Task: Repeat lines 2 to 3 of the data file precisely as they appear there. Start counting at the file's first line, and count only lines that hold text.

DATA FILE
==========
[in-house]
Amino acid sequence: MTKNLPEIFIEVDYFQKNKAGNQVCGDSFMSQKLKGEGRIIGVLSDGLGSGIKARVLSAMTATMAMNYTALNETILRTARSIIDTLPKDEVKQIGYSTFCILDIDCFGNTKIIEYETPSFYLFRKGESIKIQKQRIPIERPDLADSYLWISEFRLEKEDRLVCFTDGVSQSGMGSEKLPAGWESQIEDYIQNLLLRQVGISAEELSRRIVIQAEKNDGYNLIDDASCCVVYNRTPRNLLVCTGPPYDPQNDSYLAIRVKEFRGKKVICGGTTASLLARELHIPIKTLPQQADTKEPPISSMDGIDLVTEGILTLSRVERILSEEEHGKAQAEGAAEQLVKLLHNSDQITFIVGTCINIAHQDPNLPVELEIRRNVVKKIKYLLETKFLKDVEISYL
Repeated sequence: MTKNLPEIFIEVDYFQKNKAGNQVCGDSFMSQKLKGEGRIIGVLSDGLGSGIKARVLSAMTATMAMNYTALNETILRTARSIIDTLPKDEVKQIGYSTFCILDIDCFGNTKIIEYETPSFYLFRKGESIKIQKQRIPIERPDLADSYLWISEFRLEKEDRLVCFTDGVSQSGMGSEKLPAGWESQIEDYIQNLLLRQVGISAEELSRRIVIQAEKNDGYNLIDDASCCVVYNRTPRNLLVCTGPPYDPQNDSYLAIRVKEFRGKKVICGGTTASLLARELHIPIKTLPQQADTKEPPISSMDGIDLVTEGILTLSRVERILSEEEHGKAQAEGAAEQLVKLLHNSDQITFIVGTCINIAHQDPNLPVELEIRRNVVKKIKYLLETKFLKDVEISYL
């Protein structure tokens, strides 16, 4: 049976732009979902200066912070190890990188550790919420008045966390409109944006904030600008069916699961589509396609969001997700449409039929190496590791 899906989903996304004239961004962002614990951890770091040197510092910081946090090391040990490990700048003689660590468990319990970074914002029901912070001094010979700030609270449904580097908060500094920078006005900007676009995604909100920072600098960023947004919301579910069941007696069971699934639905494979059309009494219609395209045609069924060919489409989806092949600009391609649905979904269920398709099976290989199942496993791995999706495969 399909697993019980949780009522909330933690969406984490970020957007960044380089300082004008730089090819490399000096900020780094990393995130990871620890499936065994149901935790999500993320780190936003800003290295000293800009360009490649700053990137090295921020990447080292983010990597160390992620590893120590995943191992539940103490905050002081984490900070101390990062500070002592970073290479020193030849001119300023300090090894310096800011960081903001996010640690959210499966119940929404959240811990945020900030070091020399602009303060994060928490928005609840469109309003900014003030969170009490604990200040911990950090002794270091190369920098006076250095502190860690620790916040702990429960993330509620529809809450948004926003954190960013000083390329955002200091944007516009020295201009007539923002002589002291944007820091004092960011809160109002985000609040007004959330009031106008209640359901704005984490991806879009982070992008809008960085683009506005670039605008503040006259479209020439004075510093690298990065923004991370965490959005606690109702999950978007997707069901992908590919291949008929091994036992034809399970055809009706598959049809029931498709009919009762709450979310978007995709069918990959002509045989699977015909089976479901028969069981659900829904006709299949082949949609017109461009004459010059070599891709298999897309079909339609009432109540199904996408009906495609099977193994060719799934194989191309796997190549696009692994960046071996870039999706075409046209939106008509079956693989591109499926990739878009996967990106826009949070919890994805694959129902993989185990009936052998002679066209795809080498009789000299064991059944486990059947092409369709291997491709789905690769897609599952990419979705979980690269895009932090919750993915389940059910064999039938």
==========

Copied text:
Amino acid sequence: MTKNLPEIFIEVDYFQKNKAGNQVCGDSFMSQKLKGEGRIIGVLSDGLGSGIKARVLSAMTATMAMNYTALNETILRTARSIIDTLPKDEVKQIGYSTFCILDIDCFGNTKIIEYETPSFYLFRKGESIKIQKQRIPIERPDLADSYLWISEFRLEKEDRLVCFTDGVSQSGMGSEKLPAGWESQIEDYIQNLLLRQVGISAEELSRRIVIQAEKNDGYNLIDDASCCVVYNRTPRNLLVCTGPPYDPQNDSYLAIRVKEFRGKKVICGGTTASLLARELHIPIKTLPQQADTKEPPISSMDGIDLVTEGILTLSRVERILSEEEHGKAQAEGAAEQLVKLLHNSDQITFIVGTCINIAHQDPNLPVELEIRRNVVKKIKYLLETKFLKDVEISYL
Repeated sequence: MTKNLPEIFIEVDYFQKNKAGNQVCGDSFMSQKLKGEGRIIGVLSDGLGSGIKARVLSAMTATMAMNYTALNETILRTARSIIDTLPKDEVKQIGYSTFCILDIDCFGNTKIIEYETPSFYLFRKGESIKIQKQRIPIERPDLADSYLWISEFRLEKEDRLVCFTDGVSQSGMGSEKLPAGWESQIEDYIQNLLLRQVGISAEELSRRIVIQAEKNDGYNLIDDASCCVVYNRTPRNLLVCTGPPYDPQNDSYLAIRVKEFRGKKVICGGTTASLLARELHIPIKTLPQQADTKEPPISSMDGIDLVTEGILTLSRVERILSEEEHGKAQAEGAAEQLVKLLHNSDQITFIVGTCINIAHQDPNLPVELEIRRNVVKKIKYLLETKFLKDVEISYL